Capt. Sviatoslav Palamar, deputy commander of the Ukrainian Azov Regiment, a unit holding the steel mill, said the site was targeted overnight by warplanes, artillery and tanks.

"We are under constant shelling," he said online, adding that Russian ground troops tried to storm the plant — a claim Russian officials denied in recent days — and lay mines. Palamar reported a "multitude of casualties."

Lt. Illya Samoilenko, another member of the Azov Regiment, said there were a couple of hundred wounded soldiers at the plant but declined to reveal how many able-bodied fighters remained. He said fighters didn't have lifesaving equipment and had to dig by hand to free people from bunkers that had collapsed under the shelling.

"Surrender for us is unacceptable because we cannot grant such a gift to the enemy," Samoilenko said.

The Ukrainian government has reached out to international organizations to try to secure safe passage for the defenders.

Western allies move to show support for Ukraine

On the economic front, leaders from the Group of Seven industrial democracies pledged to ban or phase out imports of Russian oil. The G-7 consists of the U.S., Canada, Britain, Germany, France, Italy and Japan.

The United States also announced new sanctions against Russia, cutting off Western advertising from Russia's three biggest TV stations, banning U.S. accounting and consulting firms from providing services, and cutting off Russia's industrial sector from wood products, industrial engines, boilers and bulldozers.

Trudeau met with Zelenskyy and made a surprise visit to Irpin, which was damaged in Russia's attempt to take Kyiv. The Ukrainian president also met with the German parliament speaker, Bärbel Bas, in Kyiv to discuss further defense assistance.

Jill Biden visited western Ukraine for a surprise Mother's Day meeting with Zelenskyy's wife, Olena Zelenska.

Zelenskyy released a video address marking the day of the Allied victory in Europe 77 years ago, drawing parallels between Russia's invasion of Ukraine and the evils of Nazism. The black-and-white footage showed Zelenskyy standing in front of a ruined apartment block in Borodyanka, a Kyiv suburb.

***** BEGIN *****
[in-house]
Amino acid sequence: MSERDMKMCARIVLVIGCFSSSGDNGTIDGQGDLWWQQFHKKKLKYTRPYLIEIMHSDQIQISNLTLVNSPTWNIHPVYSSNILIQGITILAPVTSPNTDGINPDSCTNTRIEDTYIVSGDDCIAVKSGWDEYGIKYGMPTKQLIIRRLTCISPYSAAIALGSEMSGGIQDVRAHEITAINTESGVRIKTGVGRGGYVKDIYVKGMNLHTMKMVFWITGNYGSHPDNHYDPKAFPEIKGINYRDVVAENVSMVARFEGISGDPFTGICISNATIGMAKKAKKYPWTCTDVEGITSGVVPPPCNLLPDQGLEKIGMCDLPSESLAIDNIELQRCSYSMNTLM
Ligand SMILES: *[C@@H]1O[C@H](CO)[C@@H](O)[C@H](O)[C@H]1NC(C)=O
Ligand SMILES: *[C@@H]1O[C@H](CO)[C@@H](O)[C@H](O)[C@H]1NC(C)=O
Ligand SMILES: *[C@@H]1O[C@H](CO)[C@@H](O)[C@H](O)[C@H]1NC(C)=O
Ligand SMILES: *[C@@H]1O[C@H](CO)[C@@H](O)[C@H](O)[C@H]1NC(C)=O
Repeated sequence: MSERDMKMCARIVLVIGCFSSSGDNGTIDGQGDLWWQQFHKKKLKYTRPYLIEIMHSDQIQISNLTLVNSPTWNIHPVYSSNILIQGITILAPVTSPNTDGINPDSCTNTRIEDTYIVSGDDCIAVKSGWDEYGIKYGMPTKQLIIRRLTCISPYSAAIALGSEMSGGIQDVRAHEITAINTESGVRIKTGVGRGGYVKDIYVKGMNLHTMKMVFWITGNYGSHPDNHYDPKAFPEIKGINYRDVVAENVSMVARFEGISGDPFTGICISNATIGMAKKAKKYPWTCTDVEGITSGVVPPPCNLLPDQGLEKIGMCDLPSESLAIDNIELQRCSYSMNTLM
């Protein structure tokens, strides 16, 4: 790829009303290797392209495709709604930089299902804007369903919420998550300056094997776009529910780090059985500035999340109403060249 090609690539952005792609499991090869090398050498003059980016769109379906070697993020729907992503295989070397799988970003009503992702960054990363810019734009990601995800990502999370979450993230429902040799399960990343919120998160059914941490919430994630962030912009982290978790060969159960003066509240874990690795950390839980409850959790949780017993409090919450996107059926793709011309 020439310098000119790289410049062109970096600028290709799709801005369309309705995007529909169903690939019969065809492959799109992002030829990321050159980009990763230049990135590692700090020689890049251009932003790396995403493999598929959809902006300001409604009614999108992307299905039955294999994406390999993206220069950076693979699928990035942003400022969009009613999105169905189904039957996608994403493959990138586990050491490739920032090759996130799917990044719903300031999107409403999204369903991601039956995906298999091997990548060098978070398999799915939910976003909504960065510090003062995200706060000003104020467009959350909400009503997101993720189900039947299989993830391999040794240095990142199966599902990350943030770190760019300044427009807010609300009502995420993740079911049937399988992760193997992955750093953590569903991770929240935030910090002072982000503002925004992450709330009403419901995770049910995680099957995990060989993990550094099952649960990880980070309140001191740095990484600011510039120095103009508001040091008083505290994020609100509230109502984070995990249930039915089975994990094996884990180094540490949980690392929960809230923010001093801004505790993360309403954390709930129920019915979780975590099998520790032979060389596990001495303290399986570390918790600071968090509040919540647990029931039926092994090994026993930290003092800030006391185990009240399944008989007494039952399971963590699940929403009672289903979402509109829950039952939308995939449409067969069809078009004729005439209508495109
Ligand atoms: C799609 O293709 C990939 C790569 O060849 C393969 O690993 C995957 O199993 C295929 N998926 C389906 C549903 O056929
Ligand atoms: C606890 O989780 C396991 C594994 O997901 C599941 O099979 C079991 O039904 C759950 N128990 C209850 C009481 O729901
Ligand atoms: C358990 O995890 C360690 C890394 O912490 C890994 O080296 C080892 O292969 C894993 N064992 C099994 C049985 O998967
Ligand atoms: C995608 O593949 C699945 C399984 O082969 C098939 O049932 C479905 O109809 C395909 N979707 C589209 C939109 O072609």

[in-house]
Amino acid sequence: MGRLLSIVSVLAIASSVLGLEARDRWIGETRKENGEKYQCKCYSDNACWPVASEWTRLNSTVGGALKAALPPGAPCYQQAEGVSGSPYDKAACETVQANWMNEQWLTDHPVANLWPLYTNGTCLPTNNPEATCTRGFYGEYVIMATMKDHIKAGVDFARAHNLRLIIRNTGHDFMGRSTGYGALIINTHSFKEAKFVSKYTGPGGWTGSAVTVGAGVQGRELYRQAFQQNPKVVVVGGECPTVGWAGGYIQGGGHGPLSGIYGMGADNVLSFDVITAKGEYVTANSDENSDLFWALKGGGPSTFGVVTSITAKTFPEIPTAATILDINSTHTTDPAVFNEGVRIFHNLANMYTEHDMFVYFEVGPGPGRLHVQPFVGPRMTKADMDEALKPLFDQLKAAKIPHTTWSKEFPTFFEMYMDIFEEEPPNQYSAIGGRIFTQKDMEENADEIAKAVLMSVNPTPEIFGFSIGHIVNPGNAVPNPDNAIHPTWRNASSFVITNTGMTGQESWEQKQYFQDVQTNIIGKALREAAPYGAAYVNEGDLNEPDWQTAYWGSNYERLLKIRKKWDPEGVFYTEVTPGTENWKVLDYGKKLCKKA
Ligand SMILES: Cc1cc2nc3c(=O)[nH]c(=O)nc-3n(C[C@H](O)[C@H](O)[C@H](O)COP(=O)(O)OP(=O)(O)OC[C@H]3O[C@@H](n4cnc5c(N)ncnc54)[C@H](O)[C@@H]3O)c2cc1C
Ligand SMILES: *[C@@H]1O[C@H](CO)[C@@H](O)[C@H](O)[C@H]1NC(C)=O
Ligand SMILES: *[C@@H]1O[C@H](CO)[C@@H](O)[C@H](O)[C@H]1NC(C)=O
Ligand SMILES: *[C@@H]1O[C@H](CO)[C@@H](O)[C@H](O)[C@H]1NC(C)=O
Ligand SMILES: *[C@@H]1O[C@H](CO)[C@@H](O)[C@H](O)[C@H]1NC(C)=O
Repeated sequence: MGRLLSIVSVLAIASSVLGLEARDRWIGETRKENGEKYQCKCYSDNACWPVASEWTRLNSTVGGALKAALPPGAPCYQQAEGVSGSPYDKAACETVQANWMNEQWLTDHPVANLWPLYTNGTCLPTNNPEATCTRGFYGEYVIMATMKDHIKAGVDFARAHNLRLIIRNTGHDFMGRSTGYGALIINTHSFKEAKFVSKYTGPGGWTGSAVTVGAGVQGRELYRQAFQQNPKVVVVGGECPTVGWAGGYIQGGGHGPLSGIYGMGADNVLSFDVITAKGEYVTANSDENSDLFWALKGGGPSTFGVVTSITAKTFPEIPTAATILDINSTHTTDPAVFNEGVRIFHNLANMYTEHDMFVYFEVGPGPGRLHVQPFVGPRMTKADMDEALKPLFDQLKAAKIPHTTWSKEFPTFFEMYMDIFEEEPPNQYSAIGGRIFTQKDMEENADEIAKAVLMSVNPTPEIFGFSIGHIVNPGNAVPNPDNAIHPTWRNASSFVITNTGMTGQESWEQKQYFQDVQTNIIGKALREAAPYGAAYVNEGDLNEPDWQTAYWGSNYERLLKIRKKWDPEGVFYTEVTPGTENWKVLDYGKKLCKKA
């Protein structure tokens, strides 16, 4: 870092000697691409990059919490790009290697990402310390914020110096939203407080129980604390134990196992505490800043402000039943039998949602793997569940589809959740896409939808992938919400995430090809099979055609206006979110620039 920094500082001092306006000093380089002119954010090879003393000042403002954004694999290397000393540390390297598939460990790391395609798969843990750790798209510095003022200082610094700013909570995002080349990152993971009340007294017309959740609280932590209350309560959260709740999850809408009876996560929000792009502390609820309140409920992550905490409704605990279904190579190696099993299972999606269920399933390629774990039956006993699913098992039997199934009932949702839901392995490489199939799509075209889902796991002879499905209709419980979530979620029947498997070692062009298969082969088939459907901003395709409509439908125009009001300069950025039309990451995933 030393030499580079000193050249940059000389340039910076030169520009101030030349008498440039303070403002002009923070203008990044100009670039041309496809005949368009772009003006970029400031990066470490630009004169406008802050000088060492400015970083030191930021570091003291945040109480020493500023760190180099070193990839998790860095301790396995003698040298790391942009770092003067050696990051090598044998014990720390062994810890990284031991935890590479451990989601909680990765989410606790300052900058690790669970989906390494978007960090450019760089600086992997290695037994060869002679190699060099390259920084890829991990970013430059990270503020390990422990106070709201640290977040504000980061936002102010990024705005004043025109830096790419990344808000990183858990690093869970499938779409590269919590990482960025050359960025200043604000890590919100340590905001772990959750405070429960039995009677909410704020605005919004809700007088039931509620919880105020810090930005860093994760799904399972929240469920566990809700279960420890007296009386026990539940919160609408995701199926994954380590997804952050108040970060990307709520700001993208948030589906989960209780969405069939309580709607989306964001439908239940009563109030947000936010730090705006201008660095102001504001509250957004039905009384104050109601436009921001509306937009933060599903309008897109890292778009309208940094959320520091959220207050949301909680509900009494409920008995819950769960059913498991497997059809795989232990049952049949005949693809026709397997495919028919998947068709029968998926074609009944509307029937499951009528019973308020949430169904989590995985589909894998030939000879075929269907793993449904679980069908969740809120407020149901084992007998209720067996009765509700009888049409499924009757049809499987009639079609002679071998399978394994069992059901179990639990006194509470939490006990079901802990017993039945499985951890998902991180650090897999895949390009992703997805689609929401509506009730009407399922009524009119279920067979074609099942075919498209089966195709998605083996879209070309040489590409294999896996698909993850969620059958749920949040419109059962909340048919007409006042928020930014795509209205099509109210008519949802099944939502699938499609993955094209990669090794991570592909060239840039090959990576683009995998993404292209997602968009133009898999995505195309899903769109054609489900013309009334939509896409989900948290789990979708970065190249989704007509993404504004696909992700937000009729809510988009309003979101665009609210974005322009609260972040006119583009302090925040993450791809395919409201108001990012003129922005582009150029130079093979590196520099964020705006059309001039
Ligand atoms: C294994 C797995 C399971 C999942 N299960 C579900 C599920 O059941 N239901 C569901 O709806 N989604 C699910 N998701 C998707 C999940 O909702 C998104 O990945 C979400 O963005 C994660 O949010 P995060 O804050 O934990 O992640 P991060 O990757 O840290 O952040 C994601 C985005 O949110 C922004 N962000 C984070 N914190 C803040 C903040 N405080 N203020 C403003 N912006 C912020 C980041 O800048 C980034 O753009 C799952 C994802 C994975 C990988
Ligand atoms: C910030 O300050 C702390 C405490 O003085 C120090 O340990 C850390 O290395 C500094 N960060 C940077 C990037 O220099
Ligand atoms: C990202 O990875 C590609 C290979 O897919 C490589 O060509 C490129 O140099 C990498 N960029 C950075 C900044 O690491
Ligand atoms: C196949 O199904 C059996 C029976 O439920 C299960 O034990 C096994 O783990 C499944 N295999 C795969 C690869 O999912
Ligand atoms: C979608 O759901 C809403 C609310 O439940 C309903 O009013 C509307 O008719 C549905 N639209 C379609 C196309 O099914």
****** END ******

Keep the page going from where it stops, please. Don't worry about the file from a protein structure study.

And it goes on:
Zelenskyy said that generations of Ukrainians understood the significance of the words "Never again," a phrase often used as a vow not to allow a repeat of the horrors of the Holocaust.

Elsewhere, on Ukraine's coast, explosions echoed again across the major Black Sea port of Odesa. At least five blasts were heard, according to local media.

The Ukrainian military said Moscow was focusing its main efforts on destroying airfield infrastructure in eastern and southern Ukraine.

In a sign of the dogged resistance that has sustained the fighting into its 11th week, Ukraine's military struck Russian positions on a Black Sea island that was captured in the war's first days. A satellite image by Planet Labs showed smoke rising from two sites on the island.

But Moscow's forces showed no sign of backing down in the south. Satellite photos show Russia has put armored vehicles and missile systems at a small base in the Crimean Peninsula.

The most intense combat in recent days has taken place in eastern Ukraine. A Ukrainian counteroffensive in the northeast near Kharkiv, the country's second-largest city, is making "significant progress," according to the Institute for the Study of War, a Washington think tank.

However, the Ukrainian army withdrew from the embattled eastern city of Popasna, regional authorities said.

Rodion Miroshnik, a representative of the pro-Kremlin, separatist Luhansk People's Republic, said its forces and Russian troops had captured most of Popasna after two months of fierce fighting.

The Kharkiv regional administration said three people were killed in shelling of the town of Bogodukhiv, about 30 miles from Kharkiv city.

South of Kharkiv, in Dnipropetrovsk province, the governor said a 12-year-old boy was killed by a cluster munition that he found after a Russian attack. An international treaty bans the use of such explosives, but neither Russia nor Ukraine has signed the agreement.

"This war is treacherous," the governor, Valentyn Reznichenko, wrote on social media. "It is near, even when it is invisible."

Copyright 2022 NPR. To see more, visit https://www.npr.org.

The Associated Press